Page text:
Wednesday, 10 May 2017

Honouring My Heritage

Last week we visited another National Trust Property - Loughwood Meeting House, just outside Axminster. This is one of the oldest Baptist Chapels in the UK, and I wanted to see where my forebears worshiped - the building dates back to 1653, but people met there in the woods from 1650 onward. When Charles II became King, and the monarchy was restored, he sought to make the Church Of England supreme, and ended tolerance for dissenters - the nonconformists like Baptists and Presbyterians.
Loughwood was on the county border between Dorset and Devon - and when the people met for their services, watchmen stood outside - if troops were heard approaching from one county, then the preacher would flee into the other, for safety! 
Because people travelled quite a way, to be able to worship as they thought appropriate, the chapel had a stable outside for their horses, and two 'receiving rooms' at the back, where they could rest after their journey, and have food etc. The chapel is set in the side of the hill, and for many years was in the middle of dense woodland, so it was not visible to casual travellers.
Here is Bob walking up to the Chapel,and standing in the stables, below is the main door at the side, and the graveyard looking across the valley. What a glorious view!

Inside the chapel, there were box pews, and a raised pulpit. Upstairs, a gallery, where the musicians played for worship - wind and stringed instruments. They even cut a hole in the music stand to accommodate a bass violin!
Here's a view of one receiving room, a shot looking to the front of the church and the pulpit, and another taken from the pulpit, showing the gallery at the back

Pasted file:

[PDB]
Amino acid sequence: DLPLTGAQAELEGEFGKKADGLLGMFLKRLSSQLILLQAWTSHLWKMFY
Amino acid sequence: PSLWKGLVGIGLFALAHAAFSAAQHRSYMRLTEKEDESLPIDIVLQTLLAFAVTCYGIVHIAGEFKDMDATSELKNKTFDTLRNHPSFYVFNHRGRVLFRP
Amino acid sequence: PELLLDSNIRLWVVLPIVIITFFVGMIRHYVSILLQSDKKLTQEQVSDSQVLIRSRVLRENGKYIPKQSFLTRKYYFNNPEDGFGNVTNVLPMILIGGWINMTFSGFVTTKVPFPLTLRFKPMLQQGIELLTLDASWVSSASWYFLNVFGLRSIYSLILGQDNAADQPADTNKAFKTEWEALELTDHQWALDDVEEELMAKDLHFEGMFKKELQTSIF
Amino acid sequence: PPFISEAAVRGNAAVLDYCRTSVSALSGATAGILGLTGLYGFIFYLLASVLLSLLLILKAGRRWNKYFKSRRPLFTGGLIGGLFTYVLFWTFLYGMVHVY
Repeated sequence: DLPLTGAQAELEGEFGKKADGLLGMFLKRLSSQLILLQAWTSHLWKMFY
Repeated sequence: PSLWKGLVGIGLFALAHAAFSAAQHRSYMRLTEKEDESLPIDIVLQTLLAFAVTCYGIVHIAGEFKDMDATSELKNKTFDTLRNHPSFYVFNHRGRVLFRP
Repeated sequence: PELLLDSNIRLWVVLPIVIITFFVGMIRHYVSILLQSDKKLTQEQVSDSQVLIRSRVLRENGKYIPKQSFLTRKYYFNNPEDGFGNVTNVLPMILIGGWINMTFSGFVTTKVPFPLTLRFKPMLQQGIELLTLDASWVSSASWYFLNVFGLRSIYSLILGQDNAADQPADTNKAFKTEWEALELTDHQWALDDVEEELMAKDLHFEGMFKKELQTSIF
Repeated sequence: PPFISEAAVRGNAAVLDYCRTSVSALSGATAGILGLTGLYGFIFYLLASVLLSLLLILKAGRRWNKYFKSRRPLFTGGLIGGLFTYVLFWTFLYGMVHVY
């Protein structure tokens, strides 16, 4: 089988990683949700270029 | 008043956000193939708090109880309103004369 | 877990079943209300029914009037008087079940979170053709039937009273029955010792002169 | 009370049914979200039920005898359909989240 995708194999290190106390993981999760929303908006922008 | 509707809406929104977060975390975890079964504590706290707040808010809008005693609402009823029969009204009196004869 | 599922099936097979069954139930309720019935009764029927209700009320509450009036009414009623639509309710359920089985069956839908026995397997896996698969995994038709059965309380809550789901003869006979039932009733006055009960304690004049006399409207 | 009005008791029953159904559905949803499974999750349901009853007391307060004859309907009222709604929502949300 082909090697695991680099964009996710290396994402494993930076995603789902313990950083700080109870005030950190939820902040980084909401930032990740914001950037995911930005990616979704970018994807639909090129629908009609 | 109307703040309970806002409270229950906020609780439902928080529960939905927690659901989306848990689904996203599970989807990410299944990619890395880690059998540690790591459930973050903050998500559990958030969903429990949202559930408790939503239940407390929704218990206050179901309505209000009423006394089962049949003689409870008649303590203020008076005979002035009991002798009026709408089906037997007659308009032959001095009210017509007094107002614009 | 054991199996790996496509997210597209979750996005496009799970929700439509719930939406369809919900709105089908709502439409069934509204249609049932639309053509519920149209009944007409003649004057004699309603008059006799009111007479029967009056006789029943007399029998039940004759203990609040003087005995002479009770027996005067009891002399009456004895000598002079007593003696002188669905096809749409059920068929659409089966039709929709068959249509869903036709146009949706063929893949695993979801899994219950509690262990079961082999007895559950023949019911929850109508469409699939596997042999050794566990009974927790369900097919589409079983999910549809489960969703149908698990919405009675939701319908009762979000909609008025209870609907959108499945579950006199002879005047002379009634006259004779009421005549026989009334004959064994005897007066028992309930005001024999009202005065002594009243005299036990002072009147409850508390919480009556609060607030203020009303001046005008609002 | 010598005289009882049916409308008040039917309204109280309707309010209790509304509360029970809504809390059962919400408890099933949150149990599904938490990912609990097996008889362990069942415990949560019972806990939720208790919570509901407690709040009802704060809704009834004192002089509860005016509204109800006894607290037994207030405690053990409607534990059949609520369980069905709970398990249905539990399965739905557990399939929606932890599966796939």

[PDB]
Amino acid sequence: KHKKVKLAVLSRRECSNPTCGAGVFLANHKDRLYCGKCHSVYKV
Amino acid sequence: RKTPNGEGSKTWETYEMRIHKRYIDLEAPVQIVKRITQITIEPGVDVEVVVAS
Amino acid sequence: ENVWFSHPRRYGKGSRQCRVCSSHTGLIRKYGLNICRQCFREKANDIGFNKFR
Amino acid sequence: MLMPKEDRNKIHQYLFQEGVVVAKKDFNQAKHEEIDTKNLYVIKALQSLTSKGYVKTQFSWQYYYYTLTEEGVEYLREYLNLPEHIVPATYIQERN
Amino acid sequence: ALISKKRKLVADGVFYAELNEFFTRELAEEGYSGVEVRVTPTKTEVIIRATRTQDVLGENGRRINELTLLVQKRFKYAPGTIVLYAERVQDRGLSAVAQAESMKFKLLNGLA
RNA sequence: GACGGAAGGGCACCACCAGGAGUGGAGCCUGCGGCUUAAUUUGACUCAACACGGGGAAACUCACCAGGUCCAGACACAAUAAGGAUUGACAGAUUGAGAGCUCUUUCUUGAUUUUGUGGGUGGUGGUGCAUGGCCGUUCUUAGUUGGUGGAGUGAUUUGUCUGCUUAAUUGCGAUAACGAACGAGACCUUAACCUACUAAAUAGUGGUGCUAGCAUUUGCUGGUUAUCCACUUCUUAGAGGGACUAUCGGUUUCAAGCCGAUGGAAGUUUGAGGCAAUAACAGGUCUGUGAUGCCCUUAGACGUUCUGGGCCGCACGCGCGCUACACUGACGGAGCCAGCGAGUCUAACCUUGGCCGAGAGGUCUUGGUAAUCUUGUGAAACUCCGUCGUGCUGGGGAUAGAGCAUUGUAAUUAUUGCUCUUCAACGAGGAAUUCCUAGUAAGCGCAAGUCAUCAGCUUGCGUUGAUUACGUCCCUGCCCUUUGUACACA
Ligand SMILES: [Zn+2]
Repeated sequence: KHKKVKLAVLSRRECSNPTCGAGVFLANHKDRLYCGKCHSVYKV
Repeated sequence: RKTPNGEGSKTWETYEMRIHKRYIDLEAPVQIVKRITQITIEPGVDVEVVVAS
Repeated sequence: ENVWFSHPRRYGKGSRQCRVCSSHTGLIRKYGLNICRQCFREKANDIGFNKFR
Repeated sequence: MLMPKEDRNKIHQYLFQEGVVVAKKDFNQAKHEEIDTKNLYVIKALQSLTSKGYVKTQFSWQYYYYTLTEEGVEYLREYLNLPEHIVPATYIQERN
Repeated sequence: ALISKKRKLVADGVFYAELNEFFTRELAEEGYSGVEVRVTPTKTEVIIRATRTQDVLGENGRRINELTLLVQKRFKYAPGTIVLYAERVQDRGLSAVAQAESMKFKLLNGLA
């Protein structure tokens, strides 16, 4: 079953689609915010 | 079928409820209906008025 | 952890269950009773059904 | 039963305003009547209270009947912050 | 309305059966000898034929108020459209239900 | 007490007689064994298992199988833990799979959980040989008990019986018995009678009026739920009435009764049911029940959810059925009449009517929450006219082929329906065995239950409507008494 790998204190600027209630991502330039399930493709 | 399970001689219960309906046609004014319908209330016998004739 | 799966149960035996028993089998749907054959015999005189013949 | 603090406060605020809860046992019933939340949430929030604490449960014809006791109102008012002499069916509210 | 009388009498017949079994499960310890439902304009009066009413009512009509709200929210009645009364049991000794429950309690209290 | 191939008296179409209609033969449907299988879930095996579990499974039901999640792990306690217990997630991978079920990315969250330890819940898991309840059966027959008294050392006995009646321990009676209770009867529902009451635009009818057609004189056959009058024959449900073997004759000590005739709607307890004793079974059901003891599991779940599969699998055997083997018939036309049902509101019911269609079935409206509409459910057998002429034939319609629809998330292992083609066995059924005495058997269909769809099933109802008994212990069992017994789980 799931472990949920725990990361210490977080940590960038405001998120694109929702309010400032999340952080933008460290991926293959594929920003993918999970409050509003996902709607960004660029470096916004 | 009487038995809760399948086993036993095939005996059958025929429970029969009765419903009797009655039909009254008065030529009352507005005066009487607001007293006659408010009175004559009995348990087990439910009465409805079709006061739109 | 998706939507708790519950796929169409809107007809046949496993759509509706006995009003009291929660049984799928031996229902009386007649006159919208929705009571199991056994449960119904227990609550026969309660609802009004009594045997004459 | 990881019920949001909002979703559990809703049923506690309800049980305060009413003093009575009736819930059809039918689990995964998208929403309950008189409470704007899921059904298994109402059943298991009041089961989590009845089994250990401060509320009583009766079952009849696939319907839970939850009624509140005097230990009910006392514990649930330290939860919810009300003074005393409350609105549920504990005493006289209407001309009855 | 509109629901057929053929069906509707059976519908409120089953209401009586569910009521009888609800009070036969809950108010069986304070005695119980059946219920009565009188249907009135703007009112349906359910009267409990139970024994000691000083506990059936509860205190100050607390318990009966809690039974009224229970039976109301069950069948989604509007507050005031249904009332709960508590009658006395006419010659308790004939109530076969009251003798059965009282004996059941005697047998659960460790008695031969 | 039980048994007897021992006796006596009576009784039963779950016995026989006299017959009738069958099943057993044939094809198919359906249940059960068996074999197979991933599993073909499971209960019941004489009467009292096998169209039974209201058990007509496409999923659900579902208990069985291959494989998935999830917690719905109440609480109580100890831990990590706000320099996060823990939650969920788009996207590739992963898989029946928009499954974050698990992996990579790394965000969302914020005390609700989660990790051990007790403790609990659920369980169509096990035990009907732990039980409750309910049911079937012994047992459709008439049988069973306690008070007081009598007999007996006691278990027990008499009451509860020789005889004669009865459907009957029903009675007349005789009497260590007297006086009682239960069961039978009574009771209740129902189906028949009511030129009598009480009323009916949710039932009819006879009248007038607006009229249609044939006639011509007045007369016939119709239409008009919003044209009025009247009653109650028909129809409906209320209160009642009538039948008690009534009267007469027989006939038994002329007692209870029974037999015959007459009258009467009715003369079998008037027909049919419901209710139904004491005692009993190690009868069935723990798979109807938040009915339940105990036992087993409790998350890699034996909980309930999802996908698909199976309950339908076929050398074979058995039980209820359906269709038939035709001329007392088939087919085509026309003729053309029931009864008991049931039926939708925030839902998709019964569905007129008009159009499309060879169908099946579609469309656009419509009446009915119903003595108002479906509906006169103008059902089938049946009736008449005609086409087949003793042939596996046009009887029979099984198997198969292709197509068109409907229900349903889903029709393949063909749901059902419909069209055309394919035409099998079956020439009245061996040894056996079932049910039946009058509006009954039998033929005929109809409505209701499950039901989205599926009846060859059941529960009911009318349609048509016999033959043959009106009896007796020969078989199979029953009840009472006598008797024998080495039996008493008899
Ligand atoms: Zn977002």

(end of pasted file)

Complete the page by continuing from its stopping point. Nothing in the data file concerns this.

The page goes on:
There was nobody else around, so Bob went into the pulpit and stood in his best Charles Spurgeon Preaching Stance.
I enjoyed looking at the various items showing the history of the church - a plaque on the front of the pulpit, a memorial on the wall to an early pastor. Isaac Haan is one of a tiny minority of Baptist Ministers who actually got buried inside his chapel [after his death, obviously!]
It was also good to look at the old hymnbooks on the pedal organ at the back [a Victorian arrival] I am just old enough to remember using the "1933 Baptist Church Hymnal Revised" at morning services in my childhood.

Many of the first worshippers came from nearby Kilmington - and I am thrilled that Kilmington Baptist Church @ The Beacon is still a lively and welcoming church. Twice a year, they meet in the Old Chapel to acknowledge their history. Many Huguenots found a spiritual home at Loughwood, escaping the persecution in their own country. Nicknamed 'The French' lots of them adopted "French" as their surname, and we found their graves outside. On our drive across Dorset, we had seem sheep and their baby lambs, so this little leaflet was rather apt.
It is too easy sometimes, to take our freedom for granted. Men and women risked imprisonment, execution, transportation just because they wanted to worship God in the way they felt was right and biblical.
Believers' Baptism - by total immersion - was not tolerated, preachers were forbidden to come within 5 miles of a town, the use of the Anglican Prayer Book was compulsory - and only people living within the same household were allowed to gather for an unauthorized meeting for worship. The Clarendon Code instituted in the time of Charles II endeavoured to stamp out all this Nonconformity.
We lifted a panel in the floor and slid another board back, so we could look down into the baptistery.
How brave these men and women were - and they kept the flame of faith burning bright, at tremendous cost to themselves. I must remind myself of that, the next time I feel that I can't be bothered to get ready for church.


  1. What a fascinating place to visit. It reminds me of a little thatched Quaker chapel here that is tucked away down a lane.

  2. You raise such an important point at the end. We are so, so fortunate.

    It was extremely interesting to hear the history of this sacred place.x


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